In terms of AI, I believe that the intricate nature of financial markets implies that AI-driven research will remain pivotal in the pursuit of new sources of alpha. However, even as automation progresses, the symbiotic coexistence of discretionary and systematic traders, or the interaction between man and machine, will continue to be key. To keep their competitive edge, the quantification of the industry forces all traders to expand their skills to include the latest developments programming, AI and quant technologies in general.
What are the key challenges you face in your day-to-day operations developing and maintaining quant models?
With the risk of being repetitive, the primary challenge lies in ensuring the quality of data. While the identification of problematic data during live production runs is evident, it is vital to establish resilient and exhaustive data quality checks at every stage of the investment process.
Equally crucial, though often less apparent, is the need to ensure that data used in backtests was genuinely available during those times. This requires a clear separation between reference date and publication date within the data infrastructure.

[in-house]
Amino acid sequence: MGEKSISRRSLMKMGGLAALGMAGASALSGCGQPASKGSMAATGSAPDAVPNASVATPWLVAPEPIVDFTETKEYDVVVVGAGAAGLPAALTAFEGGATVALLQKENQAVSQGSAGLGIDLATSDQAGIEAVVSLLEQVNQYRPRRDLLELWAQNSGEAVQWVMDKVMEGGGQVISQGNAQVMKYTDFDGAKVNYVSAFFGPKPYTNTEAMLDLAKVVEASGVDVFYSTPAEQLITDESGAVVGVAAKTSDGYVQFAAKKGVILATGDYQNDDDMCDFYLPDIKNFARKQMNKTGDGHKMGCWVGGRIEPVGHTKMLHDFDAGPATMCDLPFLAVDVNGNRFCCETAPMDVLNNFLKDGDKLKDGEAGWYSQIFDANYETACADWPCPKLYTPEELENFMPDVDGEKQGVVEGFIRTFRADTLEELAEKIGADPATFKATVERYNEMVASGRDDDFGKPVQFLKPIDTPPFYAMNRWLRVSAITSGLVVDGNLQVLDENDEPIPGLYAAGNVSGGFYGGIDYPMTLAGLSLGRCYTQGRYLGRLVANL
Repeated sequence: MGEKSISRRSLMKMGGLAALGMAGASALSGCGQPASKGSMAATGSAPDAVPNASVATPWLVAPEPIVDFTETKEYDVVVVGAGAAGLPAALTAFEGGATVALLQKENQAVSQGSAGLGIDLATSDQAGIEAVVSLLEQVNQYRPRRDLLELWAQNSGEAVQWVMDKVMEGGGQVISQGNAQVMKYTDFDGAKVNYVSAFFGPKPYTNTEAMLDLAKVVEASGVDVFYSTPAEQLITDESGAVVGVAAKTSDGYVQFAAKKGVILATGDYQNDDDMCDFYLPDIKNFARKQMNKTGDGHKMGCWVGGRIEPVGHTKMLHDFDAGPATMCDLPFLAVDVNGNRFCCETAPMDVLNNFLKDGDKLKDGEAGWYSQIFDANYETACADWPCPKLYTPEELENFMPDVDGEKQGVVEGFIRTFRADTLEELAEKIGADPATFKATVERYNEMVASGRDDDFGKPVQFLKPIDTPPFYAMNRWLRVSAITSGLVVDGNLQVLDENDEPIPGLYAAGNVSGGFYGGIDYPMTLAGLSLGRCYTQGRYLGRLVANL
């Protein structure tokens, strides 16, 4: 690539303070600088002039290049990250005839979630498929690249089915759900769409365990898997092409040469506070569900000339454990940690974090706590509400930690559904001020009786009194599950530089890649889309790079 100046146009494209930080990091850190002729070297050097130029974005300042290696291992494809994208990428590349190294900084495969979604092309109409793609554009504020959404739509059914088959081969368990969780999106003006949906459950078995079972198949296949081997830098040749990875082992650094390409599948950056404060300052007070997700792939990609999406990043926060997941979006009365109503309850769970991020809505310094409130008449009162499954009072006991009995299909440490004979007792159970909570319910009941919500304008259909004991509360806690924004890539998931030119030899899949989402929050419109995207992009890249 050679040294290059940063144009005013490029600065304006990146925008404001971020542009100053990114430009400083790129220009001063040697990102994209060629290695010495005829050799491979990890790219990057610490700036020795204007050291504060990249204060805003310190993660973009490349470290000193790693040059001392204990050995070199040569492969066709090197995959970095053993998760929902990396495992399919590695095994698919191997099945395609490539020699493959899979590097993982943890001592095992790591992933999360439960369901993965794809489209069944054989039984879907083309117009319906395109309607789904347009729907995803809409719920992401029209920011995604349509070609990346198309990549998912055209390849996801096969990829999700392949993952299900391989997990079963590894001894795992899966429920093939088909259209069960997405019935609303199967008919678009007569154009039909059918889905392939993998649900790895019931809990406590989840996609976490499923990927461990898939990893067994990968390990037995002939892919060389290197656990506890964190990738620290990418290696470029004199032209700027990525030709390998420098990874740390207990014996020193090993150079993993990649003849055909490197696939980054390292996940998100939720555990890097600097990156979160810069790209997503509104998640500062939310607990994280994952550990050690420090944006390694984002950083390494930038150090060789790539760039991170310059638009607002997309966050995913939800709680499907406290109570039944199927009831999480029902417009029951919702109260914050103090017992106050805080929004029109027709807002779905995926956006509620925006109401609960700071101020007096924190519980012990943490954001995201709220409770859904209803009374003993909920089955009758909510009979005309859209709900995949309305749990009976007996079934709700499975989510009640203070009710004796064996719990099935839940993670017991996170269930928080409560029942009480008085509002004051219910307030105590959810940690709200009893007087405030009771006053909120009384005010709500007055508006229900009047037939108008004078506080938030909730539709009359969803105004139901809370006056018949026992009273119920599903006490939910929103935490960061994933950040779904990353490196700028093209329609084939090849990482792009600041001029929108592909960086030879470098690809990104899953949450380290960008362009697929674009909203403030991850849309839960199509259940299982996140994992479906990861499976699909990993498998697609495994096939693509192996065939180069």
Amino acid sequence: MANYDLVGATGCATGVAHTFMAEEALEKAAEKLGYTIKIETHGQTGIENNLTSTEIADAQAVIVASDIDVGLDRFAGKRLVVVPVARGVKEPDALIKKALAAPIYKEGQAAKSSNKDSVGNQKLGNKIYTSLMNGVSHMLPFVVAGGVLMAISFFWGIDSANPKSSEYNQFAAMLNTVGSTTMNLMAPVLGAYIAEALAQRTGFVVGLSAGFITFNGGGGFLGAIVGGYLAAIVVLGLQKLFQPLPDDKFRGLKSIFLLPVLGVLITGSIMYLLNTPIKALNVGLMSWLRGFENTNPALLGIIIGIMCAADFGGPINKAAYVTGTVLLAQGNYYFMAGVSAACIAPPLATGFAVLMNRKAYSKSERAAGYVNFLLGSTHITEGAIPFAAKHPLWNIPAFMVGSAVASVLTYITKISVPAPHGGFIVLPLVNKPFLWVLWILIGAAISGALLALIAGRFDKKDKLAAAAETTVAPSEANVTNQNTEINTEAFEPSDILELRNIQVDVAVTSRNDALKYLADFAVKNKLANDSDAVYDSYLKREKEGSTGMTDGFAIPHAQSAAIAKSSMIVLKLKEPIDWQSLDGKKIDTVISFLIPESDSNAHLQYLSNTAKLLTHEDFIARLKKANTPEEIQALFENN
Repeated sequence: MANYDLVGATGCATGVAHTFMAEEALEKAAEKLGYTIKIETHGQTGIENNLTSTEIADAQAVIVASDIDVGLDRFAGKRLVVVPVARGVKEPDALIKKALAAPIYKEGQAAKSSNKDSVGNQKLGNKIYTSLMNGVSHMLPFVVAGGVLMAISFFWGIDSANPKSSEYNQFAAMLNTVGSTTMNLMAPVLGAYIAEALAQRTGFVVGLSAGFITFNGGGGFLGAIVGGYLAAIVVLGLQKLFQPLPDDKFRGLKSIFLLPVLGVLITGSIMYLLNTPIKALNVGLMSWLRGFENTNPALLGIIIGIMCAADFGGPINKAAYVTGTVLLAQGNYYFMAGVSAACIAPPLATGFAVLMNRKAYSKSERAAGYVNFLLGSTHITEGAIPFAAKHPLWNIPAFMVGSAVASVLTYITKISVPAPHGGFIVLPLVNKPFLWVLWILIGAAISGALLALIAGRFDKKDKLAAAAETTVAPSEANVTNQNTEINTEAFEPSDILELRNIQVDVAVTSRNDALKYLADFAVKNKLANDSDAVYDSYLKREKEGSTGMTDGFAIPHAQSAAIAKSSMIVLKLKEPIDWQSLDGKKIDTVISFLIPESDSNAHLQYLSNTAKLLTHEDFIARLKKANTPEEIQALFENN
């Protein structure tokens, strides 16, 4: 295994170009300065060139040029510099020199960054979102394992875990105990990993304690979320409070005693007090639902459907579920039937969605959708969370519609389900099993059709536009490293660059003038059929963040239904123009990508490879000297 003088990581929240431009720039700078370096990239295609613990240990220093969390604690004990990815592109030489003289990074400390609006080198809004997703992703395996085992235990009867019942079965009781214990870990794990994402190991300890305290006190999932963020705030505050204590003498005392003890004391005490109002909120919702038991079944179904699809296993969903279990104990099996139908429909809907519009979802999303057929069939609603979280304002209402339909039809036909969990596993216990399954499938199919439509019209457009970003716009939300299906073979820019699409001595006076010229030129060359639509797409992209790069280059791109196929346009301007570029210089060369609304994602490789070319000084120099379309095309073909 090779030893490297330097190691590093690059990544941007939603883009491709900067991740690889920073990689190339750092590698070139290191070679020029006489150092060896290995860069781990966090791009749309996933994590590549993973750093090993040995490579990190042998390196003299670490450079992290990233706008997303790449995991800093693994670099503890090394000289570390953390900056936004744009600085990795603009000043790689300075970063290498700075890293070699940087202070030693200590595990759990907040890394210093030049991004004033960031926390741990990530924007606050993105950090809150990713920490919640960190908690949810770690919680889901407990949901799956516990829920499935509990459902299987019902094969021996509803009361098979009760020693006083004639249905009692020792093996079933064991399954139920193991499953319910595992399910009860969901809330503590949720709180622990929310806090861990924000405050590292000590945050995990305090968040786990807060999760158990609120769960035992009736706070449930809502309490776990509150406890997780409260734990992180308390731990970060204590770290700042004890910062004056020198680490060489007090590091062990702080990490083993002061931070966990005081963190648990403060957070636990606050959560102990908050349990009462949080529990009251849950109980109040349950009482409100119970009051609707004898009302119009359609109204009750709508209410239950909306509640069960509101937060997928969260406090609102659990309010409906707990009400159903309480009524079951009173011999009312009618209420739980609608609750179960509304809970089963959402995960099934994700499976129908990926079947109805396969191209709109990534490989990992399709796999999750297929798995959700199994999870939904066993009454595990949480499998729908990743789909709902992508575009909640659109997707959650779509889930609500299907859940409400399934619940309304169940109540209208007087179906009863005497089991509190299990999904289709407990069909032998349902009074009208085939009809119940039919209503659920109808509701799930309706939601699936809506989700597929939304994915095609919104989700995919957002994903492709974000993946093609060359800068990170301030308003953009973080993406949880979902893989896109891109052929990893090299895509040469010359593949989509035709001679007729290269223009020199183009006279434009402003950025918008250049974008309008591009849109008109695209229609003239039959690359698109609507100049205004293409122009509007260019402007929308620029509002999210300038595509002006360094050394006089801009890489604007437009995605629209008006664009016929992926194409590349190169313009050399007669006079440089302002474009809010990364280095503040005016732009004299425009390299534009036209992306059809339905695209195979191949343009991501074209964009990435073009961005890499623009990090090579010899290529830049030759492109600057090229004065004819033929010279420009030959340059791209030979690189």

Another significant challenge involves recognizing regime shifts when models cease to operate effectively and how to respond to these shifts.
Where do you see the most promising opportunities to generate alpha in the current market environment?
I currently see significant potential for alpha generation in cross-asset high-frequency momentum strategies. Propelled by advancements in computational power and an ever-increasing availability of real-time market data, these strategies can effectively exploit market inefficiencies. Furthermore, I believe applying this approach to many different assets will be key to providing true portfolio diversification to institutional investors over the next couple of years.
What resources do you recommend for staying informed about the latest advancements in quantitative finance?
I recommend listening to the podcast Top Traders Unplugged, which offers insightful and in-depth discussions with traders and investment managers. Additionally, attending the annual MathFinance Conference is highly recommended. The conference brings together practitioners and academics to present and discuss cutting-edge research and practical applications. It always gives me a handful of valuable research ideas to take back home.